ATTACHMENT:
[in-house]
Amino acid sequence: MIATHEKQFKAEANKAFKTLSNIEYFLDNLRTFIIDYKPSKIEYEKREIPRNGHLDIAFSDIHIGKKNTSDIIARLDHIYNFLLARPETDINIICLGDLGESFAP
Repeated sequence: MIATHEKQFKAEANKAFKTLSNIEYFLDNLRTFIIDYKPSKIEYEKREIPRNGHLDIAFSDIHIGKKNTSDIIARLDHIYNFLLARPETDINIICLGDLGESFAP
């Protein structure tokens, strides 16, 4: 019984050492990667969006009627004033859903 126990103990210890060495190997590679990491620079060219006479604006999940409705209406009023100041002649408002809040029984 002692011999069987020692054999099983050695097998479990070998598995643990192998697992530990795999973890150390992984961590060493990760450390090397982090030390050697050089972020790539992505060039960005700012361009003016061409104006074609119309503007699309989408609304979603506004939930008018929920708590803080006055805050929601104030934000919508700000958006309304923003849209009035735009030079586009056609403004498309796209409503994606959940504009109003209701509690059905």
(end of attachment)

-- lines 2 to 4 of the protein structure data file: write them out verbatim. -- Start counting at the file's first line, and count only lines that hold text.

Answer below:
Amino acid sequence: MIATHEKQFKAEANKAFKTLSNIEYFLDNLRTFIIDYKPSKIEYEKREIPRNGHLDIAFSDIHIGKKNTSDIIARLDHIYNFLLARPETDINIICLGDLGESFAP
Repeated sequence: MIATHEKQFKAEANKAFKTLSNIEYFLDNLRTFIIDYKPSKIEYEKREIPRNGHLDIAFSDIHIGKKNTSDIIARLDHIYNFLLARPETDINIICLGDLGESFAP
């Protein structure tokens, strides 16, 4: 019984050492990667969006009627004033859903 126990103990210890060495190997590679990491620079060219006479604006999940409705209406009023100041002649408002809040029984 002692011999069987020692054999099983050695097998479990070998598995643990192998697992530990795999973890150390992984961590060493990760450390090397982090030390050697050089972020790539992505060039960005700012361009003016061409104006074609119309503007699309989408609304979603506004939930008018929920708590803080006055805050929601104030934000919508700000958006309304923003849209009035735009030079586009056609403004498309796209409503994606959940504009109003209701509690059905």